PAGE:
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    Re: Sextant Accuracy and anomalous dip
    From: Nels Tomlinson
    Date: 2003 Mar 21, 20:39 -0900

    We read in the story that the ``electricians'' could make measurements
    to determine how far down the cable the fault lay.  That tells us that
    they did know the propagation speed for the cable.
    The way this works is that you send a signal down the cable, and measure
    the time it takes for the reflection to return from the short.  If you
    know the propagation speed, you know the distance, and otherwise, you
    don't.  I've done this with an oscilloscope and signal generator.  You
    can also buy an instrument which combines the two, called a time-domain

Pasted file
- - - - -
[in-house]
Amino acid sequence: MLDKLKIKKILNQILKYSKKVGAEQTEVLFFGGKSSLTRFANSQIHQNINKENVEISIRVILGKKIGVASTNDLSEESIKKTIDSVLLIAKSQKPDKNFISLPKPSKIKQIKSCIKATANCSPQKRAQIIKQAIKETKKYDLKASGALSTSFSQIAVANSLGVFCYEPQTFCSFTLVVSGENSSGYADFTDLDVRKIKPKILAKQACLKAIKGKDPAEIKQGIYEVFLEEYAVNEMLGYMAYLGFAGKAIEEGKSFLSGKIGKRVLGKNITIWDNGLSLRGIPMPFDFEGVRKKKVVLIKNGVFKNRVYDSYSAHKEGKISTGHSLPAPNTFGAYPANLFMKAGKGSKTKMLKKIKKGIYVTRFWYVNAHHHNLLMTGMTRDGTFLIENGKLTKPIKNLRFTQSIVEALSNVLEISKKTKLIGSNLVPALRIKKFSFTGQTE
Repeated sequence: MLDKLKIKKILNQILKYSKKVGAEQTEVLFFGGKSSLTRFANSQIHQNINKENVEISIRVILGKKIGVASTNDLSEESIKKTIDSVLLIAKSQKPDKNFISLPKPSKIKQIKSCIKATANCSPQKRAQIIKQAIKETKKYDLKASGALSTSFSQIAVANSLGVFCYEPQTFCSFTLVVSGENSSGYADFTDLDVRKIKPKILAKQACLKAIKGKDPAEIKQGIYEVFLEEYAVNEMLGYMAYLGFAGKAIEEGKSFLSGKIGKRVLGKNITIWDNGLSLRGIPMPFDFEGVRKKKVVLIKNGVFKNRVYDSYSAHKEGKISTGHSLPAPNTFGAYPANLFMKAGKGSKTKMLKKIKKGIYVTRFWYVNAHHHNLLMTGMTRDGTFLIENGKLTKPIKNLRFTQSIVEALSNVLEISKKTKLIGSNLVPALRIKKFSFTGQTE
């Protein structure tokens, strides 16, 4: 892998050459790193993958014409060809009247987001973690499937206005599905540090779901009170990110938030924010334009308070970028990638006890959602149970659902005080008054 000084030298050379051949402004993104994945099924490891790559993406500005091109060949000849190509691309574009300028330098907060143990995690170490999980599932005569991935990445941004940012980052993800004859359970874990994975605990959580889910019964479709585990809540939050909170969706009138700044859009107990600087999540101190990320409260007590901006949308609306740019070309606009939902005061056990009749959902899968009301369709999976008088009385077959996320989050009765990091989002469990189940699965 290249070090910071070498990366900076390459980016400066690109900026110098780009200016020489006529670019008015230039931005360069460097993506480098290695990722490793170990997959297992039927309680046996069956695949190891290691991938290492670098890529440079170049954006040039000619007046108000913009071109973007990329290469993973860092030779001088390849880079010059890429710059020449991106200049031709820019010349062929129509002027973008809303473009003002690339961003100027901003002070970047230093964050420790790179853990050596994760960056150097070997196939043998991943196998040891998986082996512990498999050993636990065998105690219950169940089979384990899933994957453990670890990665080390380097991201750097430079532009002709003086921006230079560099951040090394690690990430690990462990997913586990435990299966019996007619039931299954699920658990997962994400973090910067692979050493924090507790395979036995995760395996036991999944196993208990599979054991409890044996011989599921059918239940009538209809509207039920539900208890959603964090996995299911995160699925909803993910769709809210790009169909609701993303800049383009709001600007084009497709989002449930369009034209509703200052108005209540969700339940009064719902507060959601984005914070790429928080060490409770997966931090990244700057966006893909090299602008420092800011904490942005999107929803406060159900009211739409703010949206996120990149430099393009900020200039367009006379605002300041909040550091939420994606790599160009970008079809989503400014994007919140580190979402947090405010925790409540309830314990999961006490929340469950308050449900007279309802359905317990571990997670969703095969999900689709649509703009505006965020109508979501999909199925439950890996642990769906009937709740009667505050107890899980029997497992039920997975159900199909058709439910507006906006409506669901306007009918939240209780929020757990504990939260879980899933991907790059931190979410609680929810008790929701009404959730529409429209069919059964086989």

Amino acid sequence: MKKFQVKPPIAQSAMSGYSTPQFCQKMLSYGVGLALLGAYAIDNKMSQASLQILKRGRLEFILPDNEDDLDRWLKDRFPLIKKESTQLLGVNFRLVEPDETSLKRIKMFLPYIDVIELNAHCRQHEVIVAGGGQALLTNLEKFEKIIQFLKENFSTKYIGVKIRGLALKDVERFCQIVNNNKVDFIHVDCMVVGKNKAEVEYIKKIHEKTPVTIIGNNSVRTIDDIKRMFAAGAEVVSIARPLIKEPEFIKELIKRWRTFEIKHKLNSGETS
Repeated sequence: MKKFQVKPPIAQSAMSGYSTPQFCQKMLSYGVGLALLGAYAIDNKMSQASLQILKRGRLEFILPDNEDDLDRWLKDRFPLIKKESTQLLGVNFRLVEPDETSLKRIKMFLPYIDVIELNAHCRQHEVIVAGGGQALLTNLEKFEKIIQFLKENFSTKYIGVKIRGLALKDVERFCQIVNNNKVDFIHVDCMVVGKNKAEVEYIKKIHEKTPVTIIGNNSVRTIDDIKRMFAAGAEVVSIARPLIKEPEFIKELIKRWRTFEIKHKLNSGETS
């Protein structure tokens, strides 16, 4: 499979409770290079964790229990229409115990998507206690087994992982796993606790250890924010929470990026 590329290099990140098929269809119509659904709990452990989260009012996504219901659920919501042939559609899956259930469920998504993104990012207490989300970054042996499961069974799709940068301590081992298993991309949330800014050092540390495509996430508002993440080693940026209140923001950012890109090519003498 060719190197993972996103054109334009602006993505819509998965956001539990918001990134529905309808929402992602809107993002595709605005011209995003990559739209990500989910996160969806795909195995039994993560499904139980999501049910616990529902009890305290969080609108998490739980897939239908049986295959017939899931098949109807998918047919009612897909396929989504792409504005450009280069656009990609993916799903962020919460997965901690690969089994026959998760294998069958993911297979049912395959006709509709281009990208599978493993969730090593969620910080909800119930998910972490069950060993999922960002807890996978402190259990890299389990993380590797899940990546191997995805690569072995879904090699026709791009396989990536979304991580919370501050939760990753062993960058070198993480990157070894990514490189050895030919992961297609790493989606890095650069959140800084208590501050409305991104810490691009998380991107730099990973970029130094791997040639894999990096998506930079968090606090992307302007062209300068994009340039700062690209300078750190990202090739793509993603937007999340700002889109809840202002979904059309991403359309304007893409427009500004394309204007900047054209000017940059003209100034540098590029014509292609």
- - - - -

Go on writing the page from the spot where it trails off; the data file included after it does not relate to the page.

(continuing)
I'm not sure how they did it back then.  It may be that they measured
    the resonant frequency of the shorted cable (or a circuit consisting of
    the shorted cable and a known capacitor), and calculated the length of
    cable which would produce that frequency.
    I've just realized that my knowledge of EE history is quite weak.
    Rodney Myrvaagnes wrote:
    > On Fri, 21 Mar 2003 18:53:37 EST, Bruce Stark wrote:
    >>I expect he already had the longitude. It's only reasonable to suppose that,
    >>as soon as a cable was laid, Greenwich time was telegraphed from an
    >>observatory so observers at the new station could determine the station's
    >>exact position. By finding the local time at the station, and applying the
    > Reasonable if they had previously measured the propagation speed for
    > the cable.
    > Any records of them doing this?
    > Rodney Myrvaagnes                                                    J36 Gjo/a
    > "We have achieved the inversion of the single note." __ Peter Ustinov as Karlheinz Stockhausen

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